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Modern Holland

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After the year 1813, the year in which the Netherlands recovered their independence, we once more took up the historie thread of our State government by again placing, for reasons of national gratitude, a member of the House of Orange at its head, thus converting the Netherlands into a monarchy. Yet when doing so a few fundamental principles dating from Napoleon's rule were observed, whilst a great many of the benefits which the French Revolution had bequeathed to Europe, as far as the individual position of the citizen was concerned, were made use of.

This foundation has been maintained throughout our present system of governing the unified State in the form of a constitutional monarchy with a parliamentary legislature. The edifice was therefote from that time onward, not a contrast but a continuation of its ancient form, a Kingdom divided into Provinces and each province again subdivided into Communities or Municipalities.

Now it is of importance, in order properly to understand the nature of the present government of the realm, that we should tracé the organization of this government in all its various departments.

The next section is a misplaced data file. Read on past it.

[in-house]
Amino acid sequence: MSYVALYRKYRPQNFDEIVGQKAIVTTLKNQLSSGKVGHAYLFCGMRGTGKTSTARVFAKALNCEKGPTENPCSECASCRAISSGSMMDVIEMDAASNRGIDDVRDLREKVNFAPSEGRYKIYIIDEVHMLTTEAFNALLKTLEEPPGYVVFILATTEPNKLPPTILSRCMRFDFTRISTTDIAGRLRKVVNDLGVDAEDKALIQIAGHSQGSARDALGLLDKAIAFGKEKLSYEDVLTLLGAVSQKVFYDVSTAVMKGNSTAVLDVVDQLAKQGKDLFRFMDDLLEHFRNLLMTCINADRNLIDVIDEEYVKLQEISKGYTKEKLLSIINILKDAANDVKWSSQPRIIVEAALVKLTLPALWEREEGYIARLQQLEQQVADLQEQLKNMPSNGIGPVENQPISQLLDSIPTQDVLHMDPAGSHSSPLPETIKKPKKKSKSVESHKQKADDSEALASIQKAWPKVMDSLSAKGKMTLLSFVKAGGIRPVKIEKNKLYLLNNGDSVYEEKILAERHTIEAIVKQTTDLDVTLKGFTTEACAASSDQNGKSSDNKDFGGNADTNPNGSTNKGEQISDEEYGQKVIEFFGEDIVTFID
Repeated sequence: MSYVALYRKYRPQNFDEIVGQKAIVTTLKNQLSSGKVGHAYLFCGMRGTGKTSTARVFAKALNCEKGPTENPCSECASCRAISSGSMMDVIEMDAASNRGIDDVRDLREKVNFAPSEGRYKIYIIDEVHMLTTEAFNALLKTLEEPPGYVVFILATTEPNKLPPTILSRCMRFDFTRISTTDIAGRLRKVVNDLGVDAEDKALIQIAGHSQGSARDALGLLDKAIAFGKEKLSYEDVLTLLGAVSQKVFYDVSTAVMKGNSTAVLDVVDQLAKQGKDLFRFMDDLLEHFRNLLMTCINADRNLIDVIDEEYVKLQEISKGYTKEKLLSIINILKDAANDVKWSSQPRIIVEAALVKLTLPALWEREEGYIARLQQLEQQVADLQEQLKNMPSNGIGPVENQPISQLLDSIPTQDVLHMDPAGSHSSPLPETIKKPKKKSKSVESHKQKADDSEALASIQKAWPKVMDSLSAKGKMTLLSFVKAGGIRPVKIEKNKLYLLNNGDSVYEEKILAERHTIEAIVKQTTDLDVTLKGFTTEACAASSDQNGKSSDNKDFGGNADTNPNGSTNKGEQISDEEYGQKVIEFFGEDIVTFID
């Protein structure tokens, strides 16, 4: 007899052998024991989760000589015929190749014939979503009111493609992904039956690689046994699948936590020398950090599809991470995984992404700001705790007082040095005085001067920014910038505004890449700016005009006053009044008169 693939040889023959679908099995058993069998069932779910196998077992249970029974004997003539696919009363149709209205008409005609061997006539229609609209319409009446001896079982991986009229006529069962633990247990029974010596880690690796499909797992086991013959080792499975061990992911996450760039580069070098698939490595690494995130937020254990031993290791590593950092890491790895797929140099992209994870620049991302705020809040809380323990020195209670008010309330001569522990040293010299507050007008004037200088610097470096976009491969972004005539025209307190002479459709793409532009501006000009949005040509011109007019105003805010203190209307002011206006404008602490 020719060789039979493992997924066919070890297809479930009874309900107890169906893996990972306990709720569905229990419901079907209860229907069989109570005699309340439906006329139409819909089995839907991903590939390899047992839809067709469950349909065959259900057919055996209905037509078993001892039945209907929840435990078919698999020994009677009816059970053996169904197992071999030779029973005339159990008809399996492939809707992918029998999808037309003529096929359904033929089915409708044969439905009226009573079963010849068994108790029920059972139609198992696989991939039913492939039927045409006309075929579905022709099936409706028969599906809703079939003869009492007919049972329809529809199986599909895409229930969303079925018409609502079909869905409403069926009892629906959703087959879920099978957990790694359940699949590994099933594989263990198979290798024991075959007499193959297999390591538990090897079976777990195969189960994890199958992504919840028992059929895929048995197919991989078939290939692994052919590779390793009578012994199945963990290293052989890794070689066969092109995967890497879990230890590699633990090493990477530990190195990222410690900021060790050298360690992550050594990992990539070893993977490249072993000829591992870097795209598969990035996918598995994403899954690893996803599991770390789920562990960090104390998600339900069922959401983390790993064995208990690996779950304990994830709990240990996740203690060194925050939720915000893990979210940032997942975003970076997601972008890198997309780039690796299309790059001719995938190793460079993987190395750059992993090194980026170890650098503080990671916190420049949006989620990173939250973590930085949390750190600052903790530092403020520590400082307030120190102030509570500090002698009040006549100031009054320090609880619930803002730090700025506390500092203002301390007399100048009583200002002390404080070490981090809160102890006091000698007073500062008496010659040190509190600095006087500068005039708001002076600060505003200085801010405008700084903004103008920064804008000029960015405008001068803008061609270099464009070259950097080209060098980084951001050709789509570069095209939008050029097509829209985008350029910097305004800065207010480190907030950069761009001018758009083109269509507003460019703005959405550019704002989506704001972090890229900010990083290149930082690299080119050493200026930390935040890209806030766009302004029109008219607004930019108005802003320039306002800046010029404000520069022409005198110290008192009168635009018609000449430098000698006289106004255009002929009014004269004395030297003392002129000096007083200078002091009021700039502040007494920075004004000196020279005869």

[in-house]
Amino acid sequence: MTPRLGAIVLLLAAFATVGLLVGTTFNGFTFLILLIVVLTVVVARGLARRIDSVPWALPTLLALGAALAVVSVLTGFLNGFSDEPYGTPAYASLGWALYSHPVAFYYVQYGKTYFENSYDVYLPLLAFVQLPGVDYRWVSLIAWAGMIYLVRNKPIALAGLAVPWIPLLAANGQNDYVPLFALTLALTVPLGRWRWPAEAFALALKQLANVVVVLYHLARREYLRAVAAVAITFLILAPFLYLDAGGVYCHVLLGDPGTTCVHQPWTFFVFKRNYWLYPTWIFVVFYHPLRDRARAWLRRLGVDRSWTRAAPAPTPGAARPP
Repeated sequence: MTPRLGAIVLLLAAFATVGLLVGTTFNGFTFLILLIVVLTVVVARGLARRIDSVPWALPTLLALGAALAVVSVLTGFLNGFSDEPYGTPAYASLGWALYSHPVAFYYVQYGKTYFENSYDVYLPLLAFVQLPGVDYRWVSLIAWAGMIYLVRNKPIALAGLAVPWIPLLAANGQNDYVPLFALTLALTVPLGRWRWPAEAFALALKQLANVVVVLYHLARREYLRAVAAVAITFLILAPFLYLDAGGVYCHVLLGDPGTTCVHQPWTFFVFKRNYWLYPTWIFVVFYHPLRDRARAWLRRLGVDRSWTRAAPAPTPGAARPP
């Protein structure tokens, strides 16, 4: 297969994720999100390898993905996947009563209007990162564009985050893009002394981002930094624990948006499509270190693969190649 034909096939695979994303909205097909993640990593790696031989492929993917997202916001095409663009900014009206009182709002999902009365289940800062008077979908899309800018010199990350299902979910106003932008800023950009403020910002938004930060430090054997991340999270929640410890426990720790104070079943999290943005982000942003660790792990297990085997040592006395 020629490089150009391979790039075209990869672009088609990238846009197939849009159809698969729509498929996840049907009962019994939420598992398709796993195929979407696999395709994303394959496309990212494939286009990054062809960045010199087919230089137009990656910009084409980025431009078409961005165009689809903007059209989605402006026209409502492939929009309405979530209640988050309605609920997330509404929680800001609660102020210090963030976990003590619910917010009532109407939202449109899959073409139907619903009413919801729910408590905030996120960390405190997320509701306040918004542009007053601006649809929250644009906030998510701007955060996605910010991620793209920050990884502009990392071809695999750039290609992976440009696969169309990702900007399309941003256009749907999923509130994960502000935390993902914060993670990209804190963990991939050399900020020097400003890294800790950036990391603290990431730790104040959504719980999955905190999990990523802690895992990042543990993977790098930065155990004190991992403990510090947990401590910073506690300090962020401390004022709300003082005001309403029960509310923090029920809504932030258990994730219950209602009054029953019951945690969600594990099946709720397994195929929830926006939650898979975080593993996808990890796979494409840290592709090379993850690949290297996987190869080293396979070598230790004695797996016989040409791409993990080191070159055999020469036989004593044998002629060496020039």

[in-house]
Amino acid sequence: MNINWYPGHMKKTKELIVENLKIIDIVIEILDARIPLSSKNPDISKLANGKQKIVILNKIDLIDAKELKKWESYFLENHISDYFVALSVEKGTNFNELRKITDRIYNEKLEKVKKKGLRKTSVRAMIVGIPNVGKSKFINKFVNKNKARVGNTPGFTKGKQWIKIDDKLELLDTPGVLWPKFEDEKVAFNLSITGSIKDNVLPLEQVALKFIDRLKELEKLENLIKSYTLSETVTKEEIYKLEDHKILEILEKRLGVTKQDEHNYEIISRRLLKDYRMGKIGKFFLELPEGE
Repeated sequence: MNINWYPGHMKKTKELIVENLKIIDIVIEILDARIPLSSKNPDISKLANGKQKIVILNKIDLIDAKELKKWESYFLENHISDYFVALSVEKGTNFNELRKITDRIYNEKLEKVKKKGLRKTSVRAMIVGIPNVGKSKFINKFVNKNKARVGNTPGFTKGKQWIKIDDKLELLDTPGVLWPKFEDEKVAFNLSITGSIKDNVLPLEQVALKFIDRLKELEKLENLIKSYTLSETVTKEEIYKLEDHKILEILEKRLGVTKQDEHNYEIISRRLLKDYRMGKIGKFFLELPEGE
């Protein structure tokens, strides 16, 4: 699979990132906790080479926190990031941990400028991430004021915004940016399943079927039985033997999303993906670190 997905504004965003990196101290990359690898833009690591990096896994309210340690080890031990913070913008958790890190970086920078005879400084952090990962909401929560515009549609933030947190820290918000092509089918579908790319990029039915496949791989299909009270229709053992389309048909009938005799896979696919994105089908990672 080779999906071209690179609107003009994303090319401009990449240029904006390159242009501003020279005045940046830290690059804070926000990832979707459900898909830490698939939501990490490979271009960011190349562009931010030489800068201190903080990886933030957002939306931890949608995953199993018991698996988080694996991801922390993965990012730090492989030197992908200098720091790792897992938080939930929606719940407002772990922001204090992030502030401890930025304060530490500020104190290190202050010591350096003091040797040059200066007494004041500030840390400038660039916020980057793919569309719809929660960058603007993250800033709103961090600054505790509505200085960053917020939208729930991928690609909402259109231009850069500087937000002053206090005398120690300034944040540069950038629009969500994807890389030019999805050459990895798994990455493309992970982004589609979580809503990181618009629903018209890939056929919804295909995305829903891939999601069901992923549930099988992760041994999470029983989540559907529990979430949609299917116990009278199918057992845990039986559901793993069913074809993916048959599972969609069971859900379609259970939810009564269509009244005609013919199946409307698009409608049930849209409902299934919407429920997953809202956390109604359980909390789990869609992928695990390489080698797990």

The High Mightinesses at the Hague. (Hoogmogende Heeren).—The official name of our Parliament is the States General ("Staten Generaal"). You will at once see from this name that even in the Kingdom of the Netherlands the name under which the National Assembly in the days of the republican government was known in this country has not been dispensed with, which shows a sympathetic tenacity and a conscious maintenance of tradition.

The Netherlands Parliament in its present form is divided into two Chambers, the First and the Second. The First Chamber mainly became of political significance when its members were brought within the sphere of influence of the voters.

according to roster; as however they are not elected directly by the voters and there is a gradual change in its members, the First Chamber does not exhibit as correct a picture of the momentary opinion of the voters as the other Chamber; on the other hand it is a

The Binnenhof at the Hague.

The First Chamber consists of 50 members, elected by the Provincial States of the eleven provinces, which send up a number of representatives according to their importance, for instance the Province of South Holland has most with 10 members, while Utrecht, Zealand and Drente have least with only 2 members returned to the First Chamber. Our senators are elected for the space of 9 years and one third of their number resigns every three years